Welcome back aboard the Milano, misfits!
First and foremost, thank you to those of you who’ve reached out about the series- we’re just getting started, and the response has been really wonderful. Let me know what you like, what we’ve done well, what we haven’t, what you’d like to see, what you don’t want to see, etc. All constructive feedback is good feedback!
Speaking of continually growing and improving…
In an effort to make this the very best Guardians of the Galaxy content possible, I’ve been reaching out to players throughout the world to get their insights on a variety of topics related to the affiliation- and if I haven’t reached out to you yet…it’s only a matter of time! The Guardians are a crew, after all, not a solo act, and we’re at our best when we work as a team. With that in mind, I’d like to allow our first co-author to introduce himself. This brave soul generously agreed to join me in writing the remainder of the “Your Guide to Guarding the Galaxy” overview articles, and hopefully I’ll be able to convince him to stick around and provide his unique perspective and insights on the regular. Meet GhostDeer!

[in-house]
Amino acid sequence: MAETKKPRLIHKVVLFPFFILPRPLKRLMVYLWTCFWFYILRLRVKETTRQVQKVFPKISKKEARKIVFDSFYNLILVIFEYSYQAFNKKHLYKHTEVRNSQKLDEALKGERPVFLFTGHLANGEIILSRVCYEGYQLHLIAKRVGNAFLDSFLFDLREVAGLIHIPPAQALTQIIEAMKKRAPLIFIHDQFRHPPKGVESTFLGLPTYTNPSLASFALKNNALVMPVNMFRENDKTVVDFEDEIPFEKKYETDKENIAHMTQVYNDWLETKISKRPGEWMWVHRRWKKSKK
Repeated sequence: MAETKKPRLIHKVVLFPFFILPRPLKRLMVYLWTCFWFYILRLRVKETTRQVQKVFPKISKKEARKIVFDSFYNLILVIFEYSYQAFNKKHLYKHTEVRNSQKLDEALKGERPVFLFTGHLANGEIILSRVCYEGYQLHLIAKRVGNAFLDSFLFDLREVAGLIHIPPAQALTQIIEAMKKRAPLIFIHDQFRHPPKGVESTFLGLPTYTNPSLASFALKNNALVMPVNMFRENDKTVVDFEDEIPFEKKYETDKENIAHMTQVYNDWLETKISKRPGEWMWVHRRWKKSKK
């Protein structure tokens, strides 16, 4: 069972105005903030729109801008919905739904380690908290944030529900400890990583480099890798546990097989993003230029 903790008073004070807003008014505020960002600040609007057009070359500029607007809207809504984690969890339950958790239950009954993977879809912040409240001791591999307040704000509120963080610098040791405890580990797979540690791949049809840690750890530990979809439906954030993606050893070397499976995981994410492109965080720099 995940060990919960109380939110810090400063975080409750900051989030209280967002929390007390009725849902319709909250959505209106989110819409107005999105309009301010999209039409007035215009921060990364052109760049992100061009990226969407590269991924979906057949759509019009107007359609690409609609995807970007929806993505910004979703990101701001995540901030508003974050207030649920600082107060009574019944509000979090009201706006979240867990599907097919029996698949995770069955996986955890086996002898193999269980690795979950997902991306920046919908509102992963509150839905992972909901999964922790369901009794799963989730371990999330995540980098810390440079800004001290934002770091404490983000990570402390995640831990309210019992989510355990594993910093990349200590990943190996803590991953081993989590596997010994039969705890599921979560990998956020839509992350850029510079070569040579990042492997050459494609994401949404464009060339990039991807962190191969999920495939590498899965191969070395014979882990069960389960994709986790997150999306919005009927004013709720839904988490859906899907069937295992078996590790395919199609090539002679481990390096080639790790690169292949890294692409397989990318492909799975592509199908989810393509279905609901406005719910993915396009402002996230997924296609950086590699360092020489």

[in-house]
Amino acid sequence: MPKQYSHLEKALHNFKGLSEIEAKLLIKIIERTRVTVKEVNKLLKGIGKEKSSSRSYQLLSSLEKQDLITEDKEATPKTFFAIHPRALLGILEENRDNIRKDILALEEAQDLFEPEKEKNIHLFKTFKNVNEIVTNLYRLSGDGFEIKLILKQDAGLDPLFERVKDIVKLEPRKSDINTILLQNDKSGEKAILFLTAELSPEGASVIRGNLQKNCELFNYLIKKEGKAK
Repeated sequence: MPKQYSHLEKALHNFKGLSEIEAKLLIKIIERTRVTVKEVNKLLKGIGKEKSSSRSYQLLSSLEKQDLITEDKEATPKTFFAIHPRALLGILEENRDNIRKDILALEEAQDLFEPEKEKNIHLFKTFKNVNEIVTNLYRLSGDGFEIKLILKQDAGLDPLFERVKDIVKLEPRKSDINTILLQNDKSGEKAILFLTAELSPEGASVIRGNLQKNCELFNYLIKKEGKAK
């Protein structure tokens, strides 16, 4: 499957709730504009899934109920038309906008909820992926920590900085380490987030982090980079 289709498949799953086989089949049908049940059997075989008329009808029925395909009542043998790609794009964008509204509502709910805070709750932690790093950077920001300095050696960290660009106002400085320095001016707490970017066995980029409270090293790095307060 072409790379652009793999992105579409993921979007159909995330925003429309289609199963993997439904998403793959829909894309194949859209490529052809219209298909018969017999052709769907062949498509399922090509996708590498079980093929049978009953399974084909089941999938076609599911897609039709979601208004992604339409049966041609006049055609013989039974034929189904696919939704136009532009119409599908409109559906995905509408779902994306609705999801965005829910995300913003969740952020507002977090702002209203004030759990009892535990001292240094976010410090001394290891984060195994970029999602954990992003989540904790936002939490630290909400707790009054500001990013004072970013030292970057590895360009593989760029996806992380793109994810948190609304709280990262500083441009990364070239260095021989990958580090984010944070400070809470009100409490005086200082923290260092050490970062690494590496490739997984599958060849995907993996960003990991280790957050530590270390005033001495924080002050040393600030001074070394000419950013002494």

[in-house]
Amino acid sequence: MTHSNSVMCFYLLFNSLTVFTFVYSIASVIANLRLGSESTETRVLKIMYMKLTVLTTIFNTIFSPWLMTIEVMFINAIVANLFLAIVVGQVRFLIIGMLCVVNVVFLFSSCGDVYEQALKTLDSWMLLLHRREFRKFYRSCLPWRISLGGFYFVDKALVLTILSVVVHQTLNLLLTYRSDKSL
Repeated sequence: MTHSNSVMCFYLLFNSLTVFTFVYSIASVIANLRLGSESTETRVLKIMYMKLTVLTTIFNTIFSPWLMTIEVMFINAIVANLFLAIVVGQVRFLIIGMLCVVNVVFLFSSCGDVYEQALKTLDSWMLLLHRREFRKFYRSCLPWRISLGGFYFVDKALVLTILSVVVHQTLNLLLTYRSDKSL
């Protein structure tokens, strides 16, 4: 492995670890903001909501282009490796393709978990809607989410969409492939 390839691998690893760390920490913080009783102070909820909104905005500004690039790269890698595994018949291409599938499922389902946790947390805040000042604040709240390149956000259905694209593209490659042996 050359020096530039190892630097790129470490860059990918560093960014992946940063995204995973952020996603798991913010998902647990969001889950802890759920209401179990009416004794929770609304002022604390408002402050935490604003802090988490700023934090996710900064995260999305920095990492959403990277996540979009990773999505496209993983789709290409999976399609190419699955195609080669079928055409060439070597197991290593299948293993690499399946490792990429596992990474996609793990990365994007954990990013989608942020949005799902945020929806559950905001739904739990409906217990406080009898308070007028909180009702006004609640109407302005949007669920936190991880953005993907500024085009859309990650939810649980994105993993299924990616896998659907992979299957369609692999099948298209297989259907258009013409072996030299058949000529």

Hi, I’m GhostDeer (or Nate) and I’ll try to keep this intro brief since I know you’re excited to get to the good stuff. I’m a longtime MCP player, starting right around when Starlord was originally released and have been trying to make him work off and on ever since. There’s been some brief detours (as ultimately I’m a competitive player at heart) including a run with Brotherhood that got me 2nd place at Second Wind 2021. But since the errata changes made the Guardians actually good, I’ve been ride or die ever since, reaching a 3rd place finish at LVO 2022. But if you want to hear more about my past adventures, you can listen to my podcast – Alfredo’s Size 3 Taco Truck: A Marvel Crisis Protocol Podcast (https://twitter.com/AlfredosTaco).
Nate and I had originally intended this article to cover both the affiliated characters and the GotG tactics cards (both their bespoke ones and those tied to their affiliated characters). However, by the time we got through our first drafts, the article was 13 pages long and still wasn’t finished! As such, we’ve decided to break it up into two parts- one covering the characters and another to be published shortly discussing the tactics cards.
So who are these lovable misfits anyway? What do they bring to the table? Is Angela still S-tier? Are Drax and Ronan as good/bad as people insist?